STH appoints Dale P. Andrews to Martin Luther King, Jr., Professorship
In 1955, the Rev. Martin Luther King, Jr., graduated from Boston University’s Graduate School of Arts and Sciences. Half a century later, the School of Theology is commemorating the occasion with the appointment of the Rev. Dale P. Andrews as the Martin Luther King, Jr., Professor of Homiletics — the art of writing and delivering sermons — and Pastoral Theology.
The King professorship, a post within the University Professors Program assigned to the School of Theology, can be held by a distinguished African-American scholar in any theological discipline, says STH Dean Ray Hart. “King’s own scholarly field was Christian social ethics, but he was an equally distinguished preacher,” says Hart. “So when we had a senior appointment to make in homiletics and pastoral theology we determined that if the search produced a superior African-American candidate we would assign that person to the Martin Luther King, Jr., chair.”
Andrews, an ordained minister in the African Methodist Episcopal Zion Church, comes to the University this fall from the Louisville Seminary, where he served as the Frank H. Caldwell Associate Professor of Homiletics. He holds a master of divinity degree from the Princeton Theological Seminary and a doctorate from Vanderbilt University. He has conducted research in historical studies on Methodism and preaching in the early church as a Visiting Research Fellow at Oxford University and is the author of Practical Theology for Black Churches: Bridging Black Theology and African American Folk Religion and the coauthor of Listening to Listeners: Homiletical Case Studies.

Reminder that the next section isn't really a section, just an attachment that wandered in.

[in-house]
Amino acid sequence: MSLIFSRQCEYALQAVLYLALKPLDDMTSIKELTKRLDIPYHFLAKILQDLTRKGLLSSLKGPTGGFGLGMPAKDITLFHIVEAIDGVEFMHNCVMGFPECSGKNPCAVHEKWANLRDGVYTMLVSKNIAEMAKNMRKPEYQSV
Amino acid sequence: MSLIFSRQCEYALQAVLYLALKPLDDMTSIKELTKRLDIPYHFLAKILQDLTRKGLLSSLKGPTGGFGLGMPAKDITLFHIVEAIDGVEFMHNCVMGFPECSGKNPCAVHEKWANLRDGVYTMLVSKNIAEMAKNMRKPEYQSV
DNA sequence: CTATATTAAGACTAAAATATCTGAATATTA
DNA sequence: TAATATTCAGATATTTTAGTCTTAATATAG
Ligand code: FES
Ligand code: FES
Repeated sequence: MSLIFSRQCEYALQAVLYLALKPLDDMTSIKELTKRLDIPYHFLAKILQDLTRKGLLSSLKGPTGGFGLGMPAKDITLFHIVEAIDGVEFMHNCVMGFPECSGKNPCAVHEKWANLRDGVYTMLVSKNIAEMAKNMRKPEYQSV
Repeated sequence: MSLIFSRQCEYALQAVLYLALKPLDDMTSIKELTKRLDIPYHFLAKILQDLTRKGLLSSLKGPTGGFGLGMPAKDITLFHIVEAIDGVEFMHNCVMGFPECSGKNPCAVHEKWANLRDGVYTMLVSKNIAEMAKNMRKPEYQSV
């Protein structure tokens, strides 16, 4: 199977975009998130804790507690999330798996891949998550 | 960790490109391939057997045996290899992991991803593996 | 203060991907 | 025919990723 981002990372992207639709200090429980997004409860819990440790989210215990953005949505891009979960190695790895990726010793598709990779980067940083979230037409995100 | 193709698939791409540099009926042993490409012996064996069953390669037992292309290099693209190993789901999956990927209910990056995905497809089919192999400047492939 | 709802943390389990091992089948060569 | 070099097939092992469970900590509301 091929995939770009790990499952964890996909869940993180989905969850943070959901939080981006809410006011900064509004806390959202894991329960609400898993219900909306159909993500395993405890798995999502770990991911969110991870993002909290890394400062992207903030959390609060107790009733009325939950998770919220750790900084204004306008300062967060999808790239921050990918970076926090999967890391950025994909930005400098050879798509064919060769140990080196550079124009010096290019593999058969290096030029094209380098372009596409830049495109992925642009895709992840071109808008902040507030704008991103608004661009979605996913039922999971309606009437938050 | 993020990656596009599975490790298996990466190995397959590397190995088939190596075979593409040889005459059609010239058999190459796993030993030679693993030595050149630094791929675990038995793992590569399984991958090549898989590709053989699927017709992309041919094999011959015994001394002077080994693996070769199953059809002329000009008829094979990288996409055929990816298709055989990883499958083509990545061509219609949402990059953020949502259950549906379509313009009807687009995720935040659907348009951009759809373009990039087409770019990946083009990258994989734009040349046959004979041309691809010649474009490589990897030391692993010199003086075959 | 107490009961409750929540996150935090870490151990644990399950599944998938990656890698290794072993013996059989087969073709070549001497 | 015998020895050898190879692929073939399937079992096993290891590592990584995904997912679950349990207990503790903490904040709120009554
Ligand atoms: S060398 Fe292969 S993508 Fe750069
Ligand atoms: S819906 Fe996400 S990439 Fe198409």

He was drawn to BU, he told the Chronicle of Higher Education, by “the prospect of teaching in a major metropolitan university featuring a highly diverse student body, thereby creating a more eclectic classroom encounter crossing social, cultural, and theological perspectives in a greater exchange of ideas and beliefs.”
This is STH’s first appointment in homiletics in many years, Hart says, and will allow the school to plan degree programs in the field. Andrews will teach Preaching and Worship in the African-American Traditions this semester.